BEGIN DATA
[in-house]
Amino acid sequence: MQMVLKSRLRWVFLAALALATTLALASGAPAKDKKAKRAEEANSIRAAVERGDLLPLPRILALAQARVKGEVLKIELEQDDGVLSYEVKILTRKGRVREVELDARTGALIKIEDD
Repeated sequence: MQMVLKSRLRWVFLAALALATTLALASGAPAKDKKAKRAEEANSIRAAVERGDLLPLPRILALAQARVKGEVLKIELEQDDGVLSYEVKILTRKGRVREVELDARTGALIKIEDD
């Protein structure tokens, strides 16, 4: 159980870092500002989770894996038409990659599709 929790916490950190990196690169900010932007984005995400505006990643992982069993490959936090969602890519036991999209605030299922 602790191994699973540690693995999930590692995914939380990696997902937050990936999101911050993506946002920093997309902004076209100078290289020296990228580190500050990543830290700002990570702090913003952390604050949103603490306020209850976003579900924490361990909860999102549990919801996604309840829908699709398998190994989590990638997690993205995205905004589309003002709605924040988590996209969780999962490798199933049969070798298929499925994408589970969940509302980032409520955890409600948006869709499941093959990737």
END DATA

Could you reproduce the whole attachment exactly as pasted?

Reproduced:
[in-house]
Amino acid sequence: MQMVLKSRLRWVFLAALALATTLALASGAPAKDKKAKRAEEANSIRAAVERGDLLPLPRILALAQARVKGEVLKIELEQDDGVLSYEVKILTRKGRVREVELDARTGALIKIEDD
Repeated sequence: MQMVLKSRLRWVFLAALALATTLALASGAPAKDKKAKRAEEANSIRAAVERGDLLPLPRILALAQARVKGEVLKIELEQDDGVLSYEVKILTRKGRVREVELDARTGALIKIEDD
């Protein structure tokens, strides 16, 4: 159980870092500002989770894996038409990659599709 929790916490950190990196690169900010932007984005995400505006990643992982069993490959936090969602890519036991999209605030299922 602790191994699973540690693995999930590692995914939380990696997902937050990936999101911050993506946002920093997309902004076209100078290289020296990228580190500050990543830290700002990570702090913003952390604050949103603490306020209850976003579900924490361990909860999102549990919801996604309840829908699709398998190994989590990638997690993205995205905004589309003002709605924040988590996209969780999962490798199933049969070798298929499925994408589970969940509302980032409520955890409600948006869709499941093959990737």